Nations of Africa and the Caribbean Basin would get expanded access to the U.S. clothing market under a bill the Senate passed 76 to 19 last night. With the White House lending enthusiastic help, supporters now are seeking a deal with the House to make the bill law and create the United States' first special trade relationship with Africa.

By removing tariffs and quotas, the bill seeks to help qualifying countries, which include some of the poorest in the world, to export more to the United States and earn dollars. Supporters portray it as moving the United States beyond its traditional relationship of aid donor to Africa to help the continent become a partner in global trade.

"It's a way of our being good neighbors," President Clinton told reporters in the White House Rose Garden yesterday. ". . . It's very good economics for the United States over the long run." The bill's potential "to reward the Africans that have good government and are following market economies is enormous."

U.S. Trade Representative Charlene Barshefsky, who talked up the bill by phone with close to 30 senators in the last two days, said: "This vote sends a very clear message that the United States is a reliable advocate of growth and sustainable development in Africa and in the Caribbean."

The bill had won the support of African ambassadors, leaders of the NAACP, the African Methodist Episcopal Church, the Methodist Church and many U.S. companies. Many of its African American supporters called it only a "first step" toward helping Africa.

A coalition of labor unions, environmental groups, some garment companies and black clergy opposed the bill. Unions worried about more U.S. jobs moving abroad from a garment industry already reeling from foreign competition. The clergy said that conditions imposed on poor countries could force them to cancel crucial social programs in the name of free-market reform and give U.S. companies too much rein in their economies.

The senators passed a bill "that will harm living standards in Africa and [the Caribbean] and destroy jobs in the U.S. and they did so while falsely claiming that they are extending a helping hand to poor countries," said Scott Nova of Citizens Trade Campaign, a group that opposes the bill.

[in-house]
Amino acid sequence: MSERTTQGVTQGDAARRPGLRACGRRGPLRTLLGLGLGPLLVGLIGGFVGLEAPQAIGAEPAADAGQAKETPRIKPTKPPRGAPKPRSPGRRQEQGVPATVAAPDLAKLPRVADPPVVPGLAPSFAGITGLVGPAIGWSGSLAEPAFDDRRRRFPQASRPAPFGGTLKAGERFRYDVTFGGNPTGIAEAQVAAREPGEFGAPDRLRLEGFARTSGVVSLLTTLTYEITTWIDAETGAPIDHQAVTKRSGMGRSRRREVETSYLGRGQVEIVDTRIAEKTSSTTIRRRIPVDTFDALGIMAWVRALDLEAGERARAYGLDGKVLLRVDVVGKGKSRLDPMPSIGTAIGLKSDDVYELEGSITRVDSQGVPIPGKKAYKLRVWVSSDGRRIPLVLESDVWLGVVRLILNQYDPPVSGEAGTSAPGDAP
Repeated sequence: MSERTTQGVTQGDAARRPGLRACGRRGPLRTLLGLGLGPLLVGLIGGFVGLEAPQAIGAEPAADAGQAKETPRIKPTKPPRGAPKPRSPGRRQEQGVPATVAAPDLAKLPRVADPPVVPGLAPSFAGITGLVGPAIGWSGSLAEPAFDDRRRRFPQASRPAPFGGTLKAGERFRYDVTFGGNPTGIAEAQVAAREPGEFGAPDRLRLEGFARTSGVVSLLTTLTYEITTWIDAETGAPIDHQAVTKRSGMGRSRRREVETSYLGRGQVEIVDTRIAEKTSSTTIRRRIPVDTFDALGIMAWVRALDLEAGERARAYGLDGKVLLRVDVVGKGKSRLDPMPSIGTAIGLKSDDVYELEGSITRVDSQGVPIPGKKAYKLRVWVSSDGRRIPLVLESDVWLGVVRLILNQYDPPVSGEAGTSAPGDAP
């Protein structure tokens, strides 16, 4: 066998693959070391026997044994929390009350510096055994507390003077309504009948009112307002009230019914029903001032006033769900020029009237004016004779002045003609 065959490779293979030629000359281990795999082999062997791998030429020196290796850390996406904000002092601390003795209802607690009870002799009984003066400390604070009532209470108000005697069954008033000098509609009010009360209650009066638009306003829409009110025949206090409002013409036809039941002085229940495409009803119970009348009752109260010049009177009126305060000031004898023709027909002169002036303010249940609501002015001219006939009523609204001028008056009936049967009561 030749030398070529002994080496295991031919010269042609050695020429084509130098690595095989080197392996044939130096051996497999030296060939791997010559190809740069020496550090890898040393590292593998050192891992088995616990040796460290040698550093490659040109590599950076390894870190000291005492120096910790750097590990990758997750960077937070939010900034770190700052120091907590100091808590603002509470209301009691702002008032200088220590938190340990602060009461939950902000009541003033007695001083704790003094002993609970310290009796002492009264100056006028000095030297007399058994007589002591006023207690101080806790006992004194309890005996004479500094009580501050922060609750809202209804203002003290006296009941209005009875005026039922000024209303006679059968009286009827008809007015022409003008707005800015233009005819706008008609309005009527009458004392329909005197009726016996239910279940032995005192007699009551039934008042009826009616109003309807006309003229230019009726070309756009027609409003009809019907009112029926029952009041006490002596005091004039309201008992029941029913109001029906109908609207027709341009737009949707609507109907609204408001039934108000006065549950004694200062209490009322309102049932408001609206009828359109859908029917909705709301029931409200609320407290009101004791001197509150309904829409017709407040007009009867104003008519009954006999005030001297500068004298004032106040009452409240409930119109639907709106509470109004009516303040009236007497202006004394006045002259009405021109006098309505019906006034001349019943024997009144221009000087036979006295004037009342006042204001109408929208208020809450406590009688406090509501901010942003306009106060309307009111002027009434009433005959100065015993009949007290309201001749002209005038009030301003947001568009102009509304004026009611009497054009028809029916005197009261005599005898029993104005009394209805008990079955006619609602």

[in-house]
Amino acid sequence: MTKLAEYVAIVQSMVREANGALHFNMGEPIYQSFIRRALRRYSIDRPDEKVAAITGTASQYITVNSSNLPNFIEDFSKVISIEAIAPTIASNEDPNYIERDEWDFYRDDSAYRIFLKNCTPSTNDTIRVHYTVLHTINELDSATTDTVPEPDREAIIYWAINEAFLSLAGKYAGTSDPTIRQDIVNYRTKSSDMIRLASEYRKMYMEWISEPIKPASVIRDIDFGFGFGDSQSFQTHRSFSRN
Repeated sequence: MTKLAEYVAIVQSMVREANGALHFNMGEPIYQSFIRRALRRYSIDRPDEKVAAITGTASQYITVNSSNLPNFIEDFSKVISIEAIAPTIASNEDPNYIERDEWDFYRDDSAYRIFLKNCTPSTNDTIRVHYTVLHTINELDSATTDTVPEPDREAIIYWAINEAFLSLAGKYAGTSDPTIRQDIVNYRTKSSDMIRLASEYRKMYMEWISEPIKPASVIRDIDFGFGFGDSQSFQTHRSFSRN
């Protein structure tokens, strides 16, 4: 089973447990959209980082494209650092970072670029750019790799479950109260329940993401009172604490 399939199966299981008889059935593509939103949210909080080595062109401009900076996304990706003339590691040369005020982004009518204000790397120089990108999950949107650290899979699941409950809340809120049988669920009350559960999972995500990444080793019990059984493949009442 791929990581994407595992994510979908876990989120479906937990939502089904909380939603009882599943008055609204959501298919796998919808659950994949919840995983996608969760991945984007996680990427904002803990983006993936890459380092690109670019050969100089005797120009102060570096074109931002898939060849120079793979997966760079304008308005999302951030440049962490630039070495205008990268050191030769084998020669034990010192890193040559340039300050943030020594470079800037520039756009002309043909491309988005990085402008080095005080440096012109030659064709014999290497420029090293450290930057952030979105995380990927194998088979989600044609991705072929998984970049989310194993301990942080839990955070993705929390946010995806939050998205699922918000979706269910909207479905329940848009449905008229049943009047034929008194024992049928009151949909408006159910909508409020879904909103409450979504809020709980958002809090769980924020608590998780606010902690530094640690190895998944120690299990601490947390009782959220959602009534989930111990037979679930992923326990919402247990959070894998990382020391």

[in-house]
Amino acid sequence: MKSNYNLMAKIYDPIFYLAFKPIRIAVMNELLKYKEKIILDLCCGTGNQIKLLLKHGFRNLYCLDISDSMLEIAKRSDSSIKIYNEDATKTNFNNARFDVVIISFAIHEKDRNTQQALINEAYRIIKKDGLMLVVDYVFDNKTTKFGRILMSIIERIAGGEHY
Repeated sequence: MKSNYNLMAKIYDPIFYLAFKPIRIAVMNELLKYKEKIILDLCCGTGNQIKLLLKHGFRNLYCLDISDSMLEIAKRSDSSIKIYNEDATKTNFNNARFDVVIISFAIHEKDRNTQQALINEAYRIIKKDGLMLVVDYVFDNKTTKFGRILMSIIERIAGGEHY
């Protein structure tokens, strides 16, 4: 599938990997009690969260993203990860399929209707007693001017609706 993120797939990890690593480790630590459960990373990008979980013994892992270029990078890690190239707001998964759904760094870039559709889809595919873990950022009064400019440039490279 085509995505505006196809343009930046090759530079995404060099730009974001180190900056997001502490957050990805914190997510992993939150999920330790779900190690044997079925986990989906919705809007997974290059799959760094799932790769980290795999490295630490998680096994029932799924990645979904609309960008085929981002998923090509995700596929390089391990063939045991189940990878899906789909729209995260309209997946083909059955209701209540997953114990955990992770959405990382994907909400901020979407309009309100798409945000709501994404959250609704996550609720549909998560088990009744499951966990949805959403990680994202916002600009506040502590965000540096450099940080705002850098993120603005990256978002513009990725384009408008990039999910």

The Senate measure melds the Africa Growth and Opportunity Act and the United States-Caribbean Basin Trade Enhancement Act. Action had been delayed as the bill became caught up in wrangling between Democrats and Republicans over unrelated issues as the legislative session nears its end.

The bill focuses on generating new orders for the countries' garment factories, which typically cost little to set up, consisting of rows of workers at sewing machines. Many countries, including some of the newly industrialized countries of Asia, have used such factories as a springboard to creating higher-tech industries.

The Senate bill grants import benefits only to clothes that are made from U.S. cloth, an effort to generate orders from U.S. textile factories. That was a step back from the House bill, which has no such restriction. This difference will be a sticking point in conference negotiations with the House, which passed its Africa version but did not pass a Caribbean plan.

U.S. officials say the impact on the U.S. garment industry will be small. Africa at present supplies less than 1 percent of garments and cloth the United States imports. As for the Caribbean, they say, it is only getting a deal that Mexico already has.